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Yesteryear: July 2017

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DJ Taylor

100 Years Ago
From July 1917

Denton's Miss Blanton first woman elected to state office

Probably the happiest woman in Denton today is Miss Annie Webb Blanton, who as Democratic nominee for State Superintendent of Public Instruction will be the first woman ever to hold a state elective office.

Miss Blanton handily won a three-way race for the nomination against two men.

"I shall endeavor to improve conditions for the children and for the teachers of Texas," she said. "I expect to work for the advancement of both men and women teachers and to show in all official acts and policies fairness to both."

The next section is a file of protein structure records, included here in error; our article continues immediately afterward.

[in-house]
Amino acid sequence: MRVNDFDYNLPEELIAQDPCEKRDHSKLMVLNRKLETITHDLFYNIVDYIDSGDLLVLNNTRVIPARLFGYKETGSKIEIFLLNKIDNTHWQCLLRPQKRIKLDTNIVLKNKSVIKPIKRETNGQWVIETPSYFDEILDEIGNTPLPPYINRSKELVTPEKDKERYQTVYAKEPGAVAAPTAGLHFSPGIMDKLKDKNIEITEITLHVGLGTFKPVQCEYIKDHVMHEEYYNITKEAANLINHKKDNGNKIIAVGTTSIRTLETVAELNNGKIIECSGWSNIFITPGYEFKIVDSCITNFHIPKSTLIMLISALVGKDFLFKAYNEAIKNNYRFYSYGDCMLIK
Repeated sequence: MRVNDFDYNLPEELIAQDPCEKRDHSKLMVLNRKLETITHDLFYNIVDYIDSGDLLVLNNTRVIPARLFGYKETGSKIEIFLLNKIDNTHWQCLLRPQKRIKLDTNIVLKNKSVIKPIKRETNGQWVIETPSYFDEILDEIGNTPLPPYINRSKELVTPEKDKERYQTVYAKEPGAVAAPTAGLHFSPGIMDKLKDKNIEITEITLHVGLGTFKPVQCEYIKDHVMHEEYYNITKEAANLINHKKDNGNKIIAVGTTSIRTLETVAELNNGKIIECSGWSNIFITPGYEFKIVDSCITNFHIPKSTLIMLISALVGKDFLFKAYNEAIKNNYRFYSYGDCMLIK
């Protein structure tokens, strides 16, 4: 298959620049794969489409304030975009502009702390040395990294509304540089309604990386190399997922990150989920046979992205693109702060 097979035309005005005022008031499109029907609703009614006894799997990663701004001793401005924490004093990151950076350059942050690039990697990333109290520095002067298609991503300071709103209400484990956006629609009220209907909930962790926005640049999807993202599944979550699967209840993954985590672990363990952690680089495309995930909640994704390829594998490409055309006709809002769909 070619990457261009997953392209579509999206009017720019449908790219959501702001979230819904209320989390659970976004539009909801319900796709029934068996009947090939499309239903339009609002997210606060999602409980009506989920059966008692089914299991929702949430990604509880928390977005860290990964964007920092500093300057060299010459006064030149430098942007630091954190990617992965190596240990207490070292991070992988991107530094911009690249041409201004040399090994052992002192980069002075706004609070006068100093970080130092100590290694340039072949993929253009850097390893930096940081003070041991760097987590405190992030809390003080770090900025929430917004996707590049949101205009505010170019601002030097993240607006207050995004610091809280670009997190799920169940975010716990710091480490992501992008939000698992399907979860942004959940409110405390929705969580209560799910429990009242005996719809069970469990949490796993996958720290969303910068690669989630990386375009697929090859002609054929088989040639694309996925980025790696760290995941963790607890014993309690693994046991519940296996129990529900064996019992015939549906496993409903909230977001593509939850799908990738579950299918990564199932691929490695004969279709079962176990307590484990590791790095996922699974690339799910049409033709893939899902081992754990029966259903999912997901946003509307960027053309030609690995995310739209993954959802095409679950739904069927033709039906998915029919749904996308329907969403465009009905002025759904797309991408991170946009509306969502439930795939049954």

Born in Houston and educated in the public schools of that city and La Grange, Miss Blanton graduated from the Texas University in 1899. After teaching at the Austin High School, she came to Denton's North Texas Normal College when the state took it over in 1904. Her brother, Thomas L. Blanton, has just been elected to the United States Congress from the Abilene district.

Miss Blanton is also a vice president of the National Education Association and the author of two text books extensively used in several states.

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Mrs. Trigg encourages fall gardens for war effort

Mrs. Edna W. Trigg, county home economics agent, will begin soon a county-wide campaign to encourage the planting of fall gardens and, where possible, the raising of all poultry to augment the food supply and help win the war. Mrs. Trigg has devoted much time this year to encouraging the raising of gardens and assisting in canning the surplus food products. The steam canners furnished by the Chamber of Commerce have been put to good use and the people of the various communities where they were placed have been very enthusiastic in taking advantage of the opportunity to use them.